Review: Queen of Hearts
by Marta Bałaga
- Trine Dyrholm stuns in May el-Toukhy’s bold, pleasantly titillating drama, screening at both Rotterdam and Sundance
May el-Toukhy’s impossibly glamorous, sexually charged drama Queen of Hearts [+see also:
interview: May el-Toukhy
film profile], the kind that nobody dares to make any more since Adrian Lyne took his last bow with Unfaithful, could easily have ended up as just another guilty pleasure – full of high-running emotions and top-notch Nordic interior design. The fact that it hasn’t seemingly comes down to one person: acting powerhouse Trine Dyrholm, who has already developed into the kind of fearless performer that elevates just about any material simply by her being in it. Coming from Sundance straight to International Film Festival Rotterdam’s Big Screen Competition, Queen of Hearts is no exception – and it might be among her best performances yet.
It’s quite unbelievable what she does with her role, playing successful lawyer Anne, happily married and with the kind of picture-perfect house and family one never sees outside of Denmark, who suddenly embarks on an affair with her husband’s (Magnus Krepper) troubled and very much underage son Gustav (Gustav Lindh). El-Toukhy doesn’t seem all that interested in what drives her to do it, only sketching out Anne’s growing frustration with a high-stakes job and her daily encounters with beaten kids or rape victims who no one believes. She can be impetuous, that much is clear, for example confronting a sexual predator after hearing him laugh off a “not guilty” verdict. But not quite knowing what exactly drives this woman, one who should clearly know better, is actually part of the fun.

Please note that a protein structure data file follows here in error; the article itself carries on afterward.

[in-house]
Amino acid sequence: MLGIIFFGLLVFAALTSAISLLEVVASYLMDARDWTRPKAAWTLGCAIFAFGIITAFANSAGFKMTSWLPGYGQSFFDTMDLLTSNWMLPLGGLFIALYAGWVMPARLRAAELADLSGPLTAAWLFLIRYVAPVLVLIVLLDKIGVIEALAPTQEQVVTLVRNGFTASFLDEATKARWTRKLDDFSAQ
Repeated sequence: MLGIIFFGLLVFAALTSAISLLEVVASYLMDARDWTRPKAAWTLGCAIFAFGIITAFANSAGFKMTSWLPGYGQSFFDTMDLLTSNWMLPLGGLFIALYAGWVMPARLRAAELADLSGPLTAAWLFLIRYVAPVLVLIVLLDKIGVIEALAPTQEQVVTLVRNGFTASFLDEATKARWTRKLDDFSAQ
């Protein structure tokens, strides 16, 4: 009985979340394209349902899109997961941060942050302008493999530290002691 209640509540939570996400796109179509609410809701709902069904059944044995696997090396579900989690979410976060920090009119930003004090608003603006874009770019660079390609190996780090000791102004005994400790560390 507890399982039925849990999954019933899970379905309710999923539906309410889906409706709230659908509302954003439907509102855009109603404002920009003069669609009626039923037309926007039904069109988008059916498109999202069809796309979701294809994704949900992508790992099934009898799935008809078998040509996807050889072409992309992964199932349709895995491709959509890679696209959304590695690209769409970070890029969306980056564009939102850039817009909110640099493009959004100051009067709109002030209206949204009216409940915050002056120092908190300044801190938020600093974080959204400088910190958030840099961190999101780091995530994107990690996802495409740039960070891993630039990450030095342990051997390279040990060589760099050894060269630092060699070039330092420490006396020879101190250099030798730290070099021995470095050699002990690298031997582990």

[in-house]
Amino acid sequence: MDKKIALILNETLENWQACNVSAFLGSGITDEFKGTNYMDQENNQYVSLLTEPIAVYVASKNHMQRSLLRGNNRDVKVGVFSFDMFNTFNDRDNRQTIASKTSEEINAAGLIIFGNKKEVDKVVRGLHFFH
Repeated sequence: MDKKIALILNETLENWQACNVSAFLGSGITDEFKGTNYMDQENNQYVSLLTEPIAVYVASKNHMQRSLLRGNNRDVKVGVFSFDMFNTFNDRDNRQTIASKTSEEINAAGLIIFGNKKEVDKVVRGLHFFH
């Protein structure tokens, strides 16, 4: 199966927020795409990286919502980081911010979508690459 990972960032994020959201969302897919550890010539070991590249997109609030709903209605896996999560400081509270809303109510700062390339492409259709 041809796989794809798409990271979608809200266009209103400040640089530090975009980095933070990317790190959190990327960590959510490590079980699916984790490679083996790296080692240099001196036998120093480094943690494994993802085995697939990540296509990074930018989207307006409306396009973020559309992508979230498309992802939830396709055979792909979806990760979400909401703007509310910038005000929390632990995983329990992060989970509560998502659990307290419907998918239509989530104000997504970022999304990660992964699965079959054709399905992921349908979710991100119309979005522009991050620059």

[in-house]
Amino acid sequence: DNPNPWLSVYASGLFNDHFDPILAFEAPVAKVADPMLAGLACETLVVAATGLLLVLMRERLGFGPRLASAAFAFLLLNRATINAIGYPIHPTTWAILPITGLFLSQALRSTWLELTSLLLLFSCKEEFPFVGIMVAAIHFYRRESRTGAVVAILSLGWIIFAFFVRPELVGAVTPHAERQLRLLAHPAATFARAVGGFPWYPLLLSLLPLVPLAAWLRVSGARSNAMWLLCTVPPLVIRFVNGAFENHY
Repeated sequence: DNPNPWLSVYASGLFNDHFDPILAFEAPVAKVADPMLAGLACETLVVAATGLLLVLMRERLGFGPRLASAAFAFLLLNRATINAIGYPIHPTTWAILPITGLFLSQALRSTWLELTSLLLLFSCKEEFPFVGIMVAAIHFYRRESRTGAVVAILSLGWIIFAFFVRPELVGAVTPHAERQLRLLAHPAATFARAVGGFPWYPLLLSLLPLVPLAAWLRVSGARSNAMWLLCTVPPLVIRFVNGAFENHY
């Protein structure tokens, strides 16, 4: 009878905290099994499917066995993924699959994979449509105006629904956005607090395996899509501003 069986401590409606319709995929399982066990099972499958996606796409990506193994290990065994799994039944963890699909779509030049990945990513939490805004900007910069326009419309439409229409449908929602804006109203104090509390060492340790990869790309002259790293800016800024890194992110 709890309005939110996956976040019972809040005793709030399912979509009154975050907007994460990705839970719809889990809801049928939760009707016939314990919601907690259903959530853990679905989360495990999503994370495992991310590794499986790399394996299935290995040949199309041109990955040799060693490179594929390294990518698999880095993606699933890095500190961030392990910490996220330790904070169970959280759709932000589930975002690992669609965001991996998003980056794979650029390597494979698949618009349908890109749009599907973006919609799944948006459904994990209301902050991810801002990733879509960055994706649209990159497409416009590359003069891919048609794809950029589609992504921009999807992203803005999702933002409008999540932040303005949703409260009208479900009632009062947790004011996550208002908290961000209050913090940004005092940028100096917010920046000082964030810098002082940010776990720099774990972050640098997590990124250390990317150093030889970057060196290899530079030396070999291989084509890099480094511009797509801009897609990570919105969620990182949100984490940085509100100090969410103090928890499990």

It’s also fun because, as questionable as everything shown here (rather explicitly) most certainly is, Queen of Hearts is a master class in how to shoot a blossoming physical attraction. From shy touching while trying to find the perfect spot for the “world’s smallest tattoo”, to the sex that actually seems sexy, as if to confuse things even further, it’s an interesting take on a character that has it all figured out and yet is drifting away. Dyrholm is an actor who thinks, and it’s extremely easy to hear her thoughts here, be it while dancing to “Tainted Love”, way too suggestively for a polite social lunch on a terrace, or when no longer satisfied with a polite marital peck. “I know the system,” she says at one point and still doesn’t stop, as powerful and helpless as that infamous murderous royal from Lewis Carroll’s Alice’s Adventures in Wonderland, constantly crying: “Off with their heads!”
But although May el-Toukhy can’t help swerving into full-on melodrama later on, nor avoid prompting the occasional chuckle upon witnessing the usual “You’re home early” routine, she knows how to keep the interest alive and then suddenly make your heart sink, such as when we see Anne buying Gustav a brand-new computer “for school assignments” just after she’s slept with him for the first time. “How do you like the Queen?” continued Carroll’s tale, which Anne is shown reading here to her blissfully unaware daughters. “‘Not at all,’ said Alice. ‘She is so extremely…’ Just then, she noticed the Queen was close behind her, listening, so she went on ‘…likely to win, that it’s hardly worthwhile finishing the game.’ The Queen smiled and passed on.” Enough said.
Queen of Hearts was produced by Caroline Blanco and René Ezra for Denmark’s Nordisk Film Production A/S and Nordisk Film Production AB, in conjunction with DR and SVT. Its world sales are handled by TrustNordisk.
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